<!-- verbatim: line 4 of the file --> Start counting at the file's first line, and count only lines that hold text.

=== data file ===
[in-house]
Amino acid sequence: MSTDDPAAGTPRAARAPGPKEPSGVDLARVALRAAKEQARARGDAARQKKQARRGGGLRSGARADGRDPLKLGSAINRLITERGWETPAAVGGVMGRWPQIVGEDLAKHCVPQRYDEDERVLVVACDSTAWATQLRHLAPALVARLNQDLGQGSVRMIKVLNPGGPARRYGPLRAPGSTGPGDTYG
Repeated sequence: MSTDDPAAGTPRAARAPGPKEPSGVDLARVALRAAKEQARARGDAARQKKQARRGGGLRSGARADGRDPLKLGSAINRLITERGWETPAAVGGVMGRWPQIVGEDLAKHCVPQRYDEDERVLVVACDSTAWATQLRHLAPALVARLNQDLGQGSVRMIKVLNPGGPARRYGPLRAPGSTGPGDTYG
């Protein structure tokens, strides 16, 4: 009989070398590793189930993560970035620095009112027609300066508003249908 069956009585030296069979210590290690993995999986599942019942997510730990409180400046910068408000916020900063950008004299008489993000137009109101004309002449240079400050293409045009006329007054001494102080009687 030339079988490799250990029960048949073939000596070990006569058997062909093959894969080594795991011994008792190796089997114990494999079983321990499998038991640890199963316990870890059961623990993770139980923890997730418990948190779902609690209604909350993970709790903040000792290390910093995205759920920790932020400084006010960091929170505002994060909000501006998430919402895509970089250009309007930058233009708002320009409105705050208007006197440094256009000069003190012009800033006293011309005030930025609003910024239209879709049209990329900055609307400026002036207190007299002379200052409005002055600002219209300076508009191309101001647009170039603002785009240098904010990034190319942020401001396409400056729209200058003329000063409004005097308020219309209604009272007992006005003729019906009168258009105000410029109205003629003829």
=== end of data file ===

């Protein structure tokens, strides 16, 4: 009989070398590793189930993560970035620095009112027609300066508003249908 069956009585030296069979210590290690993995999986599942019942997510730990409180400046910068408000916020900063950008004299008489993000137009109101004309002449240079400050293409045009006329007054001494102080009687 030339079988490799250990029960048949073939000596070990006569058997062909093959894969080594795991011994008792190796089997114990494999079983321990499998038991640890199963316990870890059961623990993770139980923890997730418990948190779902609690209604909350993970709790903040000792290390910093995205759920920790932020400084006010960091929170505002994060909000501006998430919402895509970089250009309007930058233009708002320009409105705050208007006197440094256009000069003190012009800033006293011309005030930025609003910024239209879709049209990329900055609307400026002036207190007299002379200052409005002055600002219209300076508009191309101001647009170039603002785009240098904010990034190319942020401001396409400056729209200058003329000063409004005097308020219309209604009272007992006005003729019906009168258009105000410029109205003629003829």